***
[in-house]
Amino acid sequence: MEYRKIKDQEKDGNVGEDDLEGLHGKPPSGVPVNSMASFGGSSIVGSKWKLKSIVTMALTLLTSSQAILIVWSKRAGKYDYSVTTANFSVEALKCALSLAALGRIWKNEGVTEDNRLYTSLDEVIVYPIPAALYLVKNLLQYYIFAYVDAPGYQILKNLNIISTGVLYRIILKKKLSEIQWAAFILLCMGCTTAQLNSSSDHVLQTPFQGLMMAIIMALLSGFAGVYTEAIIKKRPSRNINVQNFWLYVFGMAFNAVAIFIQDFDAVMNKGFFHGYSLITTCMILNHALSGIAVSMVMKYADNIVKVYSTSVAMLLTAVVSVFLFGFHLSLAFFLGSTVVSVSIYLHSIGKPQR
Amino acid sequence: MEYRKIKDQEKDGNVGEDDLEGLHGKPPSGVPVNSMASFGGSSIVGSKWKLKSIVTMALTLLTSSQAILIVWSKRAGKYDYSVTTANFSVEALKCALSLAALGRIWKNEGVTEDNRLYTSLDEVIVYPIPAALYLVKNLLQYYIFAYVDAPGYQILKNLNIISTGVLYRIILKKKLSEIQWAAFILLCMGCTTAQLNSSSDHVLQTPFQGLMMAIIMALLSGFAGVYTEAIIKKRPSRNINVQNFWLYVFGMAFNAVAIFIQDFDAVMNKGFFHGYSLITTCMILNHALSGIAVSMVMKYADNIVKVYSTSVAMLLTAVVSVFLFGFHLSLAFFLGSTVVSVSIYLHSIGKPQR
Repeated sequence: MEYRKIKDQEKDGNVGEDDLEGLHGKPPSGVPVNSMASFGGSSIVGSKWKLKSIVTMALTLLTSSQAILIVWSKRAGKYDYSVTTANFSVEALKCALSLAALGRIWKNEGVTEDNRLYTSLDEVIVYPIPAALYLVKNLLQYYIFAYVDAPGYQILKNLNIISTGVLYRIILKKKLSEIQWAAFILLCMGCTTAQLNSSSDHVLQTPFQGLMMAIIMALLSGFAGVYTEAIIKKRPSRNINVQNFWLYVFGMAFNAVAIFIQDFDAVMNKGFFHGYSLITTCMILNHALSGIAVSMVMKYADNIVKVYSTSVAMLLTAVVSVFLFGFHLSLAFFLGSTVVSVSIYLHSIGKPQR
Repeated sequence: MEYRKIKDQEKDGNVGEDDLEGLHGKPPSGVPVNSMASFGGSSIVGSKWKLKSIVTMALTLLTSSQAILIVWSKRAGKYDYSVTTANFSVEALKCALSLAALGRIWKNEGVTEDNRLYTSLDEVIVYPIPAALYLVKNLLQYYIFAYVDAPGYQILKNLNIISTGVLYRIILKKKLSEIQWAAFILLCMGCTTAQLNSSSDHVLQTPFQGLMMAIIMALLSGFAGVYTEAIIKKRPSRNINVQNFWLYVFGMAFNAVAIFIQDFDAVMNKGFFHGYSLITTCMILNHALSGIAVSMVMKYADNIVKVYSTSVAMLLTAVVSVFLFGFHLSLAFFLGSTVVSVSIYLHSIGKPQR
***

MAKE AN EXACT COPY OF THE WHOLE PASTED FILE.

[in-house]
Amino acid sequence: MEYRKIKDQEKDGNVGEDDLEGLHGKPPSGVPVNSMASFGGSSIVGSKWKLKSIVTMALTLLTSSQAILIVWSKRAGKYDYSVTTANFSVEALKCALSLAALGRIWKNEGVTEDNRLYTSLDEVIVYPIPAALYLVKNLLQYYIFAYVDAPGYQILKNLNIISTGVLYRIILKKKLSEIQWAAFILLCMGCTTAQLNSSSDHVLQTPFQGLMMAIIMALLSGFAGVYTEAIIKKRPSRNINVQNFWLYVFGMAFNAVAIFIQDFDAVMNKGFFHGYSLITTCMILNHALSGIAVSMVMKYADNIVKVYSTSVAMLLTAVVSVFLFGFHLSLAFFLGSTVVSVSIYLHSIGKPQR
Amino acid sequence: MEYRKIKDQEKDGNVGEDDLEGLHGKPPSGVPVNSMASFGGSSIVGSKWKLKSIVTMALTLLTSSQAILIVWSKRAGKYDYSVTTANFSVEALKCALSLAALGRIWKNEGVTEDNRLYTSLDEVIVYPIPAALYLVKNLLQYYIFAYVDAPGYQILKNLNIISTGVLYRIILKKKLSEIQWAAFILLCMGCTTAQLNSSSDHVLQTPFQGLMMAIIMALLSGFAGVYTEAIIKKRPSRNINVQNFWLYVFGMAFNAVAIFIQDFDAVMNKGFFHGYSLITTCMILNHALSGIAVSMVMKYADNIVKVYSTSVAMLLTAVVSVFLFGFHLSLAFFLGSTVVSVSIYLHSIGKPQR
Repeated sequence: MEYRKIKDQEKDGNVGEDDLEGLHGKPPSGVPVNSMASFGGSSIVGSKWKLKSIVTMALTLLTSSQAILIVWSKRAGKYDYSVTTANFSVEALKCALSLAALGRIWKNEGVTEDNRLYTSLDEVIVYPIPAALYLVKNLLQYYIFAYVDAPGYQILKNLNIISTGVLYRIILKKKLSEIQWAAFILLCMGCTTAQLNSSSDHVLQTPFQGLMMAIIMALLSGFAGVYTEAIIKKRPSRNINVQNFWLYVFGMAFNAVAIFIQDFDAVMNKGFFHGYSLITTCMILNHALSGIAVSMVMKYADNIVKVYSTSVAMLLTAVVSVFLFGFHLSLAFFLGSTVVSVSIYLHSIGKPQR
Repeated sequence: MEYRKIKDQEKDGNVGEDDLEGLHGKPPSGVPVNSMASFGGSSIVGSKWKLKSIVTMALTLLTSSQAILIVWSKRAGKYDYSVTTANFSVEALKCALSLAALGRIWKNEGVTEDNRLYTSLDEVIVYPIPAALYLVKNLLQYYIFAYVDAPGYQILKNLNIISTGVLYRIILKKKLSEIQWAAFILLCMGCTTAQLNSSSDHVLQTPFQGLMMAIIMALLSGFAGVYTEAIIKKRPSRNINVQNFWLYVFGMAFNAVAIFIQDFDAVMNKGFFHGYSLITTCMILNHALSGIAVSMVMKYADNIVKVYSTSVAMLLTAVVSVFLFGFHLSLAFFLGSTVVSVSIYLHSIGKPQR